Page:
Opposition to the portrayal in cinema of the defence of human beings in the pre-natal time of their development did not start in the summer of 2019 with the movie, Unplanned. In March of 1985, the New York Times promoted an editorial criticizing President Ronald Reagan when he endorsed a documentary by Dr. Bernard Nathanson, an abortionist who disavowed his former work and the ideology he helped articulate.
The editorial writers of “A False ‘Scream’” did not want people “to see the film that President Reagan hopes will persuade Americans to deny women the abortions he feels they shouldn’t have.” In reality, human lives were at stake: “If every member of Congress could see “The Silent Scream,’’ he said recently, “they would move quickly to end the tragedy of abortion.’’
In 1983, during the Trial for Life in the Court of Queen’s Bench for Saskatchewan, Dr. Patrick Beirne, a pioneer in ultrasound, described the technology as “demonstrating in a visual rather than a tactile sensation, that the baby is in fact moving” and that it is not part of the mother: “it’s a uniquely different individual.”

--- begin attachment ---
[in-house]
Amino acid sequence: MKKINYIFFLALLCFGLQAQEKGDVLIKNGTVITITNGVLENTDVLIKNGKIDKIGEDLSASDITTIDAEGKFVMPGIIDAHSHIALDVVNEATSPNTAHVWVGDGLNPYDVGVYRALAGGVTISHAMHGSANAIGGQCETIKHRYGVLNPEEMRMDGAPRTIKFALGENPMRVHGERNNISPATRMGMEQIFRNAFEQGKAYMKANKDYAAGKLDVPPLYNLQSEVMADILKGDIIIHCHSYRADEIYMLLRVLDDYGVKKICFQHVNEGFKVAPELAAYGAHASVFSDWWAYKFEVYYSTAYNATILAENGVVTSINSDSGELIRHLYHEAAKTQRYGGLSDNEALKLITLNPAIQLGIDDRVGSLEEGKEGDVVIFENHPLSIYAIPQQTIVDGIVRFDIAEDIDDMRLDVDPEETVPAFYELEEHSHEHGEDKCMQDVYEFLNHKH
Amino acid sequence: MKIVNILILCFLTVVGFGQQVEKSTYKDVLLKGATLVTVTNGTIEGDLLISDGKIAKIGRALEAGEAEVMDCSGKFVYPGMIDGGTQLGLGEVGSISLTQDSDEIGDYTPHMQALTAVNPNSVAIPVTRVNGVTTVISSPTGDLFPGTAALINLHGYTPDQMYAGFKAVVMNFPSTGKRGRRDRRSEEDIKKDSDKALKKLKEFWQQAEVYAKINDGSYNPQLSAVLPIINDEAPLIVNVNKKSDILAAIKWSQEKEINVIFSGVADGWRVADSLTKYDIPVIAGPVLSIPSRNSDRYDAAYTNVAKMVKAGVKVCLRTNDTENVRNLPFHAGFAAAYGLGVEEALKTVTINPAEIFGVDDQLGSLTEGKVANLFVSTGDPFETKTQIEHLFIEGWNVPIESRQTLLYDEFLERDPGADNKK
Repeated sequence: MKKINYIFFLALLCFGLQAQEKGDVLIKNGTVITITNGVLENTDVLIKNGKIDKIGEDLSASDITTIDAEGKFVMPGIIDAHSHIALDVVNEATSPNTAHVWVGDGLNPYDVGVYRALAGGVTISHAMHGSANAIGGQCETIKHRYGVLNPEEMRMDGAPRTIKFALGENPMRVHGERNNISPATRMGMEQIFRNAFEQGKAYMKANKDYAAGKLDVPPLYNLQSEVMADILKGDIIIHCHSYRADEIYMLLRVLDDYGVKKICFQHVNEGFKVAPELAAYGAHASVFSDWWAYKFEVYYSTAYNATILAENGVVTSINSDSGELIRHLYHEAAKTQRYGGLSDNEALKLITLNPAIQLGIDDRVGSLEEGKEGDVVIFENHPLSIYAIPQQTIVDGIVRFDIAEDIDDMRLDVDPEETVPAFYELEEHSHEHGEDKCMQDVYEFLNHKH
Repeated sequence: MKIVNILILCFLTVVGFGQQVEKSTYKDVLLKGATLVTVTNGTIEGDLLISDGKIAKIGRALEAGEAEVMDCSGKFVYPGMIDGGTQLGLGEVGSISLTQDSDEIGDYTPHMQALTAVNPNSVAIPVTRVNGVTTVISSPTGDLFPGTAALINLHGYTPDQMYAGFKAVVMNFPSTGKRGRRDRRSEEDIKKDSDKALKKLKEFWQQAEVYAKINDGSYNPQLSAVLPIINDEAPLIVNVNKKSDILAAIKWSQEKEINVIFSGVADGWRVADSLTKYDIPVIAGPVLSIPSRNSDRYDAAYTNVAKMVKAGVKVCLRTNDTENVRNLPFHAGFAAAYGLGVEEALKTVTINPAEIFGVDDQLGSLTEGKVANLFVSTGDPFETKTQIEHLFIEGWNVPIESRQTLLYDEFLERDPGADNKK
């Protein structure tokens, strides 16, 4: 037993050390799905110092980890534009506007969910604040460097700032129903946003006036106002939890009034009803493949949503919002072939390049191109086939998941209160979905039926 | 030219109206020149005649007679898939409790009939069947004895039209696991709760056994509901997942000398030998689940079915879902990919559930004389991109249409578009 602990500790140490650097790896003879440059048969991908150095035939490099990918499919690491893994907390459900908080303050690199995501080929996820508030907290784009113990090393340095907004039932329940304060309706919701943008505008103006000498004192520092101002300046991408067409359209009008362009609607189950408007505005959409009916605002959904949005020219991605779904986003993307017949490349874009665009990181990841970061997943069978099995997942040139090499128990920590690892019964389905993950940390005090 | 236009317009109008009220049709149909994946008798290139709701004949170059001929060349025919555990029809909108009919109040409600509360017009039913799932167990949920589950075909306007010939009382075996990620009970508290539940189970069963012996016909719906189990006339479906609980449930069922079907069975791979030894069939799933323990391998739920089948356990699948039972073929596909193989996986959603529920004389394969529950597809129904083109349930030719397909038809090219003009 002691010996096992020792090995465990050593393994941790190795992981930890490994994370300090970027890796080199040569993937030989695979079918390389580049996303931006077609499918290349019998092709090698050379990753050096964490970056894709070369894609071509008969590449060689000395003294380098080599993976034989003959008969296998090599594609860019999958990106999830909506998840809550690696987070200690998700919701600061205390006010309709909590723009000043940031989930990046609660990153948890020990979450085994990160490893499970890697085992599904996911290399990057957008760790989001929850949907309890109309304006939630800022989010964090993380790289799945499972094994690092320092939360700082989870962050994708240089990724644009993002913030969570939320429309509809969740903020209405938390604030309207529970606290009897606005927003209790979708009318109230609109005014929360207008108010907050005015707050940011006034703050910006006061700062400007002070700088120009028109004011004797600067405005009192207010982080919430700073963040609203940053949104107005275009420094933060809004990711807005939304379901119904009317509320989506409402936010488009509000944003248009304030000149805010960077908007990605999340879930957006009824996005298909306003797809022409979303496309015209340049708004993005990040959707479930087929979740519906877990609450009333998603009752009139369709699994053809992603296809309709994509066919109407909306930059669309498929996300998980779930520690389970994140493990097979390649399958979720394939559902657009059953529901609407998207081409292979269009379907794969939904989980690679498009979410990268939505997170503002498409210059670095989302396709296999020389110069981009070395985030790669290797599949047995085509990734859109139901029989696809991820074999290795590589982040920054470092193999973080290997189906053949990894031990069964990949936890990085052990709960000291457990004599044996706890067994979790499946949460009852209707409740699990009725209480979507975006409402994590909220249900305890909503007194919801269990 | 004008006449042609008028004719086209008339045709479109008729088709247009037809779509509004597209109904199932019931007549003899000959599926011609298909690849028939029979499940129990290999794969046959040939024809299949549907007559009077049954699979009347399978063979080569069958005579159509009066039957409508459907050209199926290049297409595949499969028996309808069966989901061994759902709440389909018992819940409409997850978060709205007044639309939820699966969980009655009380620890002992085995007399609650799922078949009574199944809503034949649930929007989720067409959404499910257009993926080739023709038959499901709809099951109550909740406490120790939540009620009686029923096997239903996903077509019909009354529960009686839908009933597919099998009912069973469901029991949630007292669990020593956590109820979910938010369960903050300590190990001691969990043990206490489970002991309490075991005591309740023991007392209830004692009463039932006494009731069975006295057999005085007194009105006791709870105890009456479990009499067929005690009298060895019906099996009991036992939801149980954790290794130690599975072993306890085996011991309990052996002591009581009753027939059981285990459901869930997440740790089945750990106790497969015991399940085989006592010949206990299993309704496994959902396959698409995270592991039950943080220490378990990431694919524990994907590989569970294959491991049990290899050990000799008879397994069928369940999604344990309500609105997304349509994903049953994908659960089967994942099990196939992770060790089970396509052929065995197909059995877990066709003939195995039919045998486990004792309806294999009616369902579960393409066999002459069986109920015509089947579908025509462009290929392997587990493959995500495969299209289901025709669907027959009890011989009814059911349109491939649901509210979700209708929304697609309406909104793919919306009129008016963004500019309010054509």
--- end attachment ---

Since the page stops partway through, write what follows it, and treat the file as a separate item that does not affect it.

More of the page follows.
In her book, Abby Johnson writes about the ultrasound that changed her life. It had what could be called a Shakespearian effect on her, like the play within the play in Hamlet, where “The play’s the thing wherein I’ll catch the conscience of the king.” Unplanned has a movie within a movie, the ultrasound, that brings humanity to her sight, and she resolves, “Never again! Never again.” The ultrasound probe had become a beam of light into her conscience, proving true what Dr. Patrick Beirne said in a Saskatchewan courtroom in the early 1980s, “that there is a living character in there.”
Fr. Jeffrey D. Stephaniuk